Avoiding Employee Problems: Setting Expectations

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Make sure your employees understand their duties and have the chance to communicate with you about their work.

Editor's note: Over the next few weeks we will run a series of five articles on avoiding employee problems. Check back frequently or search under the Articles>Stable Management tab at the top of the page.

Expectations work both ways between employer and employee. Not only does the owner of the business need to convey in clear, understandable language exactly what they expect from an employee’s performance, but the employee also must communicate what they expect as far as a work environment, compensation and recognition for their efforts.

Clarity Cultivates Success

Expectations from an employer can be written up as a handout to give to the employee. It also helps to have a verbal discussion about these expectations and ensure that the employee is willing to comply with the culture of your business. Certain features are common to most job conditions:

  • Be responsible, i.e. own your tasks and perform them without delay or excuses.
  • Be dependable and do what you say you are going to do.
  • Take initiative when appropriate.
  • Be ethical in all undertakings.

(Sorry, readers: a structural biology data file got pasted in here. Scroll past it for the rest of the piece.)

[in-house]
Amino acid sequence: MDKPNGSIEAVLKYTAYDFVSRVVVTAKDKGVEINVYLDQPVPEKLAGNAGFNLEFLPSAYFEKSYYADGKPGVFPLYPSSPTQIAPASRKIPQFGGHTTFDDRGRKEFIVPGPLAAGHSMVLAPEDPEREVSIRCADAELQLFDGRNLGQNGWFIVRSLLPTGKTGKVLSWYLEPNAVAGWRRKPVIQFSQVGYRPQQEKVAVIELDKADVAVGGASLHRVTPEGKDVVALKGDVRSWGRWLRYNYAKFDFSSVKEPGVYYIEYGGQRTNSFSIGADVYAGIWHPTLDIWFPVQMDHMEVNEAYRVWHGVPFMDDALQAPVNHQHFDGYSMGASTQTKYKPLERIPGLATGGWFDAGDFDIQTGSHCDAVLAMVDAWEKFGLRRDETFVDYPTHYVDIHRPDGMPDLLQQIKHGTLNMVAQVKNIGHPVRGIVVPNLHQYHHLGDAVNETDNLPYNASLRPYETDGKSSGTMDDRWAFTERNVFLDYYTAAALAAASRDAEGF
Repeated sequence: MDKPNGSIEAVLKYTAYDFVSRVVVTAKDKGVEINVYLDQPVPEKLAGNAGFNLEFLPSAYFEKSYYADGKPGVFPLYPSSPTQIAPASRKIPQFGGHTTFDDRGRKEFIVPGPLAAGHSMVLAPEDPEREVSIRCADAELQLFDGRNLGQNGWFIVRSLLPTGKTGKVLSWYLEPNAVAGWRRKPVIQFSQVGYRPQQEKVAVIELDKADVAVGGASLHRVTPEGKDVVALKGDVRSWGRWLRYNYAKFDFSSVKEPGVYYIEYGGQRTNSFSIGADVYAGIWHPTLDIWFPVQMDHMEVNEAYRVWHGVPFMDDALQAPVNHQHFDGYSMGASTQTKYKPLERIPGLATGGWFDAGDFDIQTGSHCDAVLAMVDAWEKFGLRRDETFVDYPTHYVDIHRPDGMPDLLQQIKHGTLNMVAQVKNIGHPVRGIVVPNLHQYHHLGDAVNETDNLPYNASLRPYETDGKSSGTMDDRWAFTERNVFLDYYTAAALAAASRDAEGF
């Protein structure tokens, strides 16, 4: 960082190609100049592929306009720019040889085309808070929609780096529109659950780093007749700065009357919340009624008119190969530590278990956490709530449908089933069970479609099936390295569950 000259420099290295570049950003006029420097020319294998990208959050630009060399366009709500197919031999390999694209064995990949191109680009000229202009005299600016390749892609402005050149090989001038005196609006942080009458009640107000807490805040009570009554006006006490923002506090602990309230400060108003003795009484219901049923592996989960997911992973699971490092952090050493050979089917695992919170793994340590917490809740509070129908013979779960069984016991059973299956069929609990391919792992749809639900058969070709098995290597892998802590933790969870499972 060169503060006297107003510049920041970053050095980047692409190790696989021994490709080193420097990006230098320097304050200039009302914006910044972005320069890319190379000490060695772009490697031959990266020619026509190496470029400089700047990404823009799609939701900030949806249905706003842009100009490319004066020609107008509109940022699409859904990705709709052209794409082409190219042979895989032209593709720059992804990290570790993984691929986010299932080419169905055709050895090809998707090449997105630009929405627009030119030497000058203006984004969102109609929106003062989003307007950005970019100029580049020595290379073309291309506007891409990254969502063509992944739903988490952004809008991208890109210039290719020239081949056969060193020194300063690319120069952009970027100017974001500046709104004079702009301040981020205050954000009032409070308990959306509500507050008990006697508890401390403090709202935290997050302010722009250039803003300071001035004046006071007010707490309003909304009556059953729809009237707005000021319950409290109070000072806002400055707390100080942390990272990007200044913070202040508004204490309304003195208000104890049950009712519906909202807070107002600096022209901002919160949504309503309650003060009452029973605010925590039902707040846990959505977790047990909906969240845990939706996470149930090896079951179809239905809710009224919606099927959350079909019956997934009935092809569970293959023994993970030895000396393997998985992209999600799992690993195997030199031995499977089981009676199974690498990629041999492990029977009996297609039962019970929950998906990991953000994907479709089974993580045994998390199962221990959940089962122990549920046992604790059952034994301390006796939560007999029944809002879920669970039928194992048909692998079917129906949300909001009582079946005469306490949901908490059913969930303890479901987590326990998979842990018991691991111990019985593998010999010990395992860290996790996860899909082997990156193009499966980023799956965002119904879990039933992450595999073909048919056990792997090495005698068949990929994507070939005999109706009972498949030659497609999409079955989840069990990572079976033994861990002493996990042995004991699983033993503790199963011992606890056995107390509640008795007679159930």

• Have a positive attitude when you come to work.
  • Take pride in your work and meet deadlines.
  • Foster teamwork and cooperation with other employees and staff members.
  • Be respectful of other employees and clients.
  • Communicate concerns and ideas immediately to the employer rather than letting them fester to the point of resentment.

Additional expectations can enable better employer-employee communication:

  • Have regular discussions with an employee and affirm what is or isn’t working well.
  • Ask for honest feedback from the employee about what could be improved to maximize the comfort of the work culture.
  • Ask employees what work they prefer to do and how you can help to make their job more enjoyable.

Empathy and Recognition

In addition, every time a decision is made in a business, take a few steps back and try to look at it from the vantage of the employee. How would you feel walking in their shoes if this new idea was implemented? It is likely that at one time in your life you worked for others before you owned your business. This perspective can help avoid many employee problems before they begin.

Providing regular opportunities for feedback from employees to discuss your expectations and appreciation of their performance makes an employee feel valued while also enabling you to make corrections as needed.